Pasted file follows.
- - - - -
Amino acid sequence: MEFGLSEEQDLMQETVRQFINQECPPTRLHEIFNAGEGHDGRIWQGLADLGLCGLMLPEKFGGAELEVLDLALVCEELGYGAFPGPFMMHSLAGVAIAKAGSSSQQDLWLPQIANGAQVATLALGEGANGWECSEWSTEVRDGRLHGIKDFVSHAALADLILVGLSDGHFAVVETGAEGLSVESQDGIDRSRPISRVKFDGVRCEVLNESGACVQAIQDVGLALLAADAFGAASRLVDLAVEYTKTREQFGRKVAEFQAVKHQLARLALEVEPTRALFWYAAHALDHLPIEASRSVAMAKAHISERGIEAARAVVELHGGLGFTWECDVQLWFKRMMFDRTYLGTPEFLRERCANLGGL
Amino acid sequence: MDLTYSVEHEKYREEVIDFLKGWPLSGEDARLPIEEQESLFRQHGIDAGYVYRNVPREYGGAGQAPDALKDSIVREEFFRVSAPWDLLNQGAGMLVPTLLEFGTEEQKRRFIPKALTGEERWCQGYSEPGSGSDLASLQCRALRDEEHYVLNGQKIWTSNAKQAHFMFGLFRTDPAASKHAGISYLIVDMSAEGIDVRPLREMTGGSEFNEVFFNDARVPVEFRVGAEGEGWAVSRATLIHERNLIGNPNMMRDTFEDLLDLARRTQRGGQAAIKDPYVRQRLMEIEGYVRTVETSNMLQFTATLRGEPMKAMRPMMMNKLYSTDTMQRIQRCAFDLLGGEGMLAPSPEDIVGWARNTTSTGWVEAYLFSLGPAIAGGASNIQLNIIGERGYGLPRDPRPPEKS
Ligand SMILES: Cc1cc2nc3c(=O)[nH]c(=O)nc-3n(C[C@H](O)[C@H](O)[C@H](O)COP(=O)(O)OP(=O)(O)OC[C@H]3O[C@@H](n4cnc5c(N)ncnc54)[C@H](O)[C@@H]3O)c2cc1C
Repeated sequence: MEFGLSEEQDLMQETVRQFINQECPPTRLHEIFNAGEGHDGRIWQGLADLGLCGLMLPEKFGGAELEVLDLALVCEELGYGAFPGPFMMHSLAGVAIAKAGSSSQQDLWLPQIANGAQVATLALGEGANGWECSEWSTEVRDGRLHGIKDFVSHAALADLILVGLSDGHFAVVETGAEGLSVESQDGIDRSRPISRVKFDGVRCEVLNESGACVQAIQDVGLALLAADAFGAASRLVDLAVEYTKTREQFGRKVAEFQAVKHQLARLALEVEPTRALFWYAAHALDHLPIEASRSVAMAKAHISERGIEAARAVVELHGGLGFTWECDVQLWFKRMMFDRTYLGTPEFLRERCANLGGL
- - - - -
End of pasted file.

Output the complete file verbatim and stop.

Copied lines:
Amino acid sequence: MEFGLSEEQDLMQETVRQFINQECPPTRLHEIFNAGEGHDGRIWQGLADLGLCGLMLPEKFGGAELEVLDLALVCEELGYGAFPGPFMMHSLAGVAIAKAGSSSQQDLWLPQIANGAQVATLALGEGANGWECSEWSTEVRDGRLHGIKDFVSHAALADLILVGLSDGHFAVVETGAEGLSVESQDGIDRSRPISRVKFDGVRCEVLNESGACVQAIQDVGLALLAADAFGAASRLVDLAVEYTKTREQFGRKVAEFQAVKHQLARLALEVEPTRALFWYAAHALDHLPIEASRSVAMAKAHISERGIEAARAVVELHGGLGFTWECDVQLWFKRMMFDRTYLGTPEFLRERCANLGGL
Amino acid sequence: MDLTYSVEHEKYREEVIDFLKGWPLSGEDARLPIEEQESLFRQHGIDAGYVYRNVPREYGGAGQAPDALKDSIVREEFFRVSAPWDLLNQGAGMLVPTLLEFGTEEQKRRFIPKALTGEERWCQGYSEPGSGSDLASLQCRALRDEEHYVLNGQKIWTSNAKQAHFMFGLFRTDPAASKHAGISYLIVDMSAEGIDVRPLREMTGGSEFNEVFFNDARVPVEFRVGAEGEGWAVSRATLIHERNLIGNPNMMRDTFEDLLDLARRTQRGGQAAIKDPYVRQRLMEIEGYVRTVETSNMLQFTATLRGEPMKAMRPMMMNKLYSTDTMQRIQRCAFDLLGGEGMLAPSPEDIVGWARNTTSTGWVEAYLFSLGPAIAGGASNIQLNIIGERGYGLPRDPRPPEKS
Ligand SMILES: Cc1cc2nc3c(=O)[nH]c(=O)nc-3n(C[C@H](O)[C@H](O)[C@H](O)COP(=O)(O)OP(=O)(O)OC[C@H]3O[C@@H](n4cnc5c(N)ncnc54)[C@H](O)[C@@H]3O)c2cc1C
Repeated sequence: MEFGLSEEQDLMQETVRQFINQECPPTRLHEIFNAGEGHDGRIWQGLADLGLCGLMLPEKFGGAELEVLDLALVCEELGYGAFPGPFMMHSLAGVAIAKAGSSSQQDLWLPQIANGAQVATLALGEGANGWECSEWSTEVRDGRLHGIKDFVSHAALADLILVGLSDGHFAVVETGAEGLSVESQDGIDRSRPISRVKFDGVRCEVLNESGACVQAIQDVGLALLAADAFGAASRLVDLAVEYTKTREQFGRKVAEFQAVKHQLARLALEVEPTRALFWYAAHALDHLPIEASRSVAMAKAHISERGIEAARAVVELHGGLGFTWECDVQLWFKRMMFDRTYLGTPEFLRERCANLGGL